A federal court recently excluded the specific causation opinions of a plaintiff’s expert who asserted the defendant was liable in an asbestos case under a version of the “each and every exposure” theory. See Comardelle v. Pennsylvania General Ins. Co., No. 13-6555 (E.D. La., 1/05/15).
Plaintiffs alleged that decedent was exposed to asbestos and asbestos-containing products manufactured, distributed, and sold by defendants during the course of his employment from 1963 through 1979. As a result of these exposures, the decedent allegedly contracted mesothelioma, which was first diagnosed in approximately September, 2013.
Among a myriad of other claims, plaintiffs alleged that he was exposed to asbestos-containing coatings, sealants, and mastics manufactured, distributed, and sold by Amchem, including an adhesive called Benjamin Foster. Plaintiffs proposed to call Dr. Samuel P. Hammar as an expert witness to opine that Benjamin Foster was a substantial contributing factor to the development of the mesothelioma. Amchem moved to exclude or limit this specific causation opinion. Specifically, Amchem argued that Hammar’s testimony was a version of the “every exposure” theory opinion, not allowable under Fed. R. Evid. 702 and Daubert v. Merrell Dow Pharms, Inc., 509 U.S. 579 (U.S. 1993). Rule 702 of the Federal Rules of Evidence governs the admissibility of expert witness testimony. As readers know, Rule 702 provides:
A witness who is qualified as an expert by knowledge, skill, experience, training, or education may testify in the form of an opinion or otherwise if:
(a) the expert’s scientific, technical, or other specialized knowledge will help the trier of fact to understand the evidence or to determine a fact in issue;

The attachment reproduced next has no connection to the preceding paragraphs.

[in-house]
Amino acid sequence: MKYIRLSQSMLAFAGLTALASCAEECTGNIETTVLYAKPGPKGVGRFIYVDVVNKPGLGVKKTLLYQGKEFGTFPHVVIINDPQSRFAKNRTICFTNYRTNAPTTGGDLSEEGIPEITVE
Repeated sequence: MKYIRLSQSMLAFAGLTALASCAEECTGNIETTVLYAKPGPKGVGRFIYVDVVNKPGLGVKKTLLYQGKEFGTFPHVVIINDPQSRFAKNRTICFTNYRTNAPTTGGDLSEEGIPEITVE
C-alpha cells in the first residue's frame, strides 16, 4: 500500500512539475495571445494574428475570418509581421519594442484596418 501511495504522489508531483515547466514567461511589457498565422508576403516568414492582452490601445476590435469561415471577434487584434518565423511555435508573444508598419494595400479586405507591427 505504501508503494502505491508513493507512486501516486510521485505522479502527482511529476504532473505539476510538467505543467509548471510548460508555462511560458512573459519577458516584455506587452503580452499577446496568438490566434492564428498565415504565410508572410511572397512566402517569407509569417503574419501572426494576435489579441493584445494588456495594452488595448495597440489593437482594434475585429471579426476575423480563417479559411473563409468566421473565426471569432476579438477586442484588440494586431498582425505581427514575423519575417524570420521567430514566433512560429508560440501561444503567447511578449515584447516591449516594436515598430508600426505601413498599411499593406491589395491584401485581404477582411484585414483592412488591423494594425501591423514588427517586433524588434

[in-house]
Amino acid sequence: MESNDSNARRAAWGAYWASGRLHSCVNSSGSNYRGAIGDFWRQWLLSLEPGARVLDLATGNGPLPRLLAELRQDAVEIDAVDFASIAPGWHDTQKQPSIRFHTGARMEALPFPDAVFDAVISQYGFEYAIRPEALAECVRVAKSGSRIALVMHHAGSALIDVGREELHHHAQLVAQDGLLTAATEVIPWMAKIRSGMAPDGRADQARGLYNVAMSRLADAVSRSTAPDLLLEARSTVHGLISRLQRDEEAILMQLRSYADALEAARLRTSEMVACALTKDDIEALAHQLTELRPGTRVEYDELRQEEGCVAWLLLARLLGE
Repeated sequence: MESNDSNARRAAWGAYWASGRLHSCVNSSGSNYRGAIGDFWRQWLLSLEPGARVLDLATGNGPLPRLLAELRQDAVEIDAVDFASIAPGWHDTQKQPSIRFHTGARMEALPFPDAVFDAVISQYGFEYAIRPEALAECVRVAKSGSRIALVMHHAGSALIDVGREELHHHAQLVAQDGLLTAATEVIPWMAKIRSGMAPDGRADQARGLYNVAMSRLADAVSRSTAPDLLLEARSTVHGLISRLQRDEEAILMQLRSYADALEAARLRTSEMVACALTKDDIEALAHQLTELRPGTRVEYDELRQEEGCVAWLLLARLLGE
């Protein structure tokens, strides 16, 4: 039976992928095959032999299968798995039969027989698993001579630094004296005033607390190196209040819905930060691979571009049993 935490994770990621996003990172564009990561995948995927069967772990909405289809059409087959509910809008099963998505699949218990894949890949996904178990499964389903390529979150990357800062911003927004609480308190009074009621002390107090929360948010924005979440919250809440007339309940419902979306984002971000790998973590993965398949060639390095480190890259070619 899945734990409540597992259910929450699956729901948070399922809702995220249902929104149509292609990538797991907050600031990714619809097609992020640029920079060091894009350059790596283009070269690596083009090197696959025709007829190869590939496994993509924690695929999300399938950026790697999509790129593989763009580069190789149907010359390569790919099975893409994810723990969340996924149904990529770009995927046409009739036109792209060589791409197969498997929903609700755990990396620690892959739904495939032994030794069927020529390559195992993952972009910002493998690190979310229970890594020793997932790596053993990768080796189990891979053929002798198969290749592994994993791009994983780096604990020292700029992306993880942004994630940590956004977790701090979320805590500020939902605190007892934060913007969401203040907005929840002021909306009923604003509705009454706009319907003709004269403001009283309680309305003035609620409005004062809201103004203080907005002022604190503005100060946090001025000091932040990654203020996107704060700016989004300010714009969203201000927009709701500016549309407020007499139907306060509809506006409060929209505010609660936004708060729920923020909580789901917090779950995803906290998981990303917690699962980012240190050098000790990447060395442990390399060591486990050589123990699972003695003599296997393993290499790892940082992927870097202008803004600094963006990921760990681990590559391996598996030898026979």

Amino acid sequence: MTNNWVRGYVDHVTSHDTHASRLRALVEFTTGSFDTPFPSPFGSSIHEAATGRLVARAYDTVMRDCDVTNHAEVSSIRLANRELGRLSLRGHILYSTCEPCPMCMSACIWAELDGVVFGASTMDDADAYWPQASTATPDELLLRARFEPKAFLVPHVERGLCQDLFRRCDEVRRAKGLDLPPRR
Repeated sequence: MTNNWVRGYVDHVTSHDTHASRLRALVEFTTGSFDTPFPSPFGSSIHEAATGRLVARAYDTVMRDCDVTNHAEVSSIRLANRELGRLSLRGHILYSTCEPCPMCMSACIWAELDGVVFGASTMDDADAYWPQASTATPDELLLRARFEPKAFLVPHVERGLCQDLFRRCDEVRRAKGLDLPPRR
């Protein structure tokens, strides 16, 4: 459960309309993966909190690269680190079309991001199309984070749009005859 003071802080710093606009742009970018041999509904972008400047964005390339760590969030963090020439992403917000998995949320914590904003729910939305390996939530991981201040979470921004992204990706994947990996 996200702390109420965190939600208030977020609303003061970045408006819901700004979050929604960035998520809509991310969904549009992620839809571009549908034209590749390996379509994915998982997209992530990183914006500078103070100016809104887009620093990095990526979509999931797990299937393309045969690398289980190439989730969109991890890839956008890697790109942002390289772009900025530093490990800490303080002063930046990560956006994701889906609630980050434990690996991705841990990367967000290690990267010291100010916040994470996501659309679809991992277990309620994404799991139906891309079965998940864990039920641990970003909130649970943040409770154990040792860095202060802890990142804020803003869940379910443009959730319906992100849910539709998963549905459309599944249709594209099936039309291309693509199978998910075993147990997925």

(b) the testimony is based on sufficient facts or data;
(c) the testimony is the product of reliable principles and methods; and
(d) the expert has reliably applied the principles and methods to the facts of the case.
To qualify as an expert, the witness must have such knowledge or experience in the field or calling as to make it appear that his opinion or inference will probably aid the trier in his search for truth. See United States v. Hicks, 389 F.3d 514, 524 (5th Cir. 2004). Additionally, Rule 702 states that an expert may be qualified based on “knowledge, skill, experience, training, or education.” Hicks, 389 F.3d at 524; see also Kumho Tire Co., Ltd. v. Carmichael, 526 U.S. 137, 147 (1999) (discussing witnesses whose expertise is based purely on experience). A district court should refuse to allow an expert witness to testify if it finds that the witness is not qualified to testify in a particular field or on a given subject. Huss v. Gayden, 571 F.3d 442, 452 (5th Cir. 2009).
The U.S. Supreme Court’s decision in Daubert provides the basic analytical framework for determining whether expert testimony is admissible under Rule 702. See Pipitone v. Biomatrix, Inc., 288 F.3d 239, 243 (5th Cir. 2002). A number of nonexclusive factors may be relevant to the reliability inquiry, including: (1) whether the technique has been tested, (2) whether the technique has been subjected to peer review and publication, (3) the potential error rate, (4) the existence and maintenance of standards controlling the technique’s operation, and (5) whether the technique is generally accepted in the relevant scientific community. Burleson, 393 F.3d at 584. The reliability inquiry must remain flexible, however, as “not every Daubert factor will be applicable in every situation; and a court has discretion to consider other factors it deems relevant.” Guy v. Crown Equip. Corp., 394 F.3d 320, 325 (5th Cir. 2004); see Runnels v. Tex. Children’s Hosp. Select Plan, 167 F. App’x 377, 381 (5th Cir. 2006).
In a number of cases, plaintiffs and their experts have advanced the argument that every exposure to asbestos is a factor in producing their illness. See Joseph Sanders, The “Every Exposure” Cases and the Beginning of the Asbestos Endgame, 88 Tul. L. Rev. 1153, 1157 (2014). As summarized by the courts addressing the admissibility of such opinions, the “every exposure” theory “posits that any exposure to asbestos fibers whatsoever constitutes an underlying cause of injury to the individual exposed.” Krik v. Crane Co., No. 10-7435, 2014 WL 7330901, at *2 (N.D. Ill. Dec. 22, 2014); see also Davidson v. Ga. Pac. LLC, No. 12-1463, 2014 WL 3510268, at *2 (W.D. La. July 14, 2014).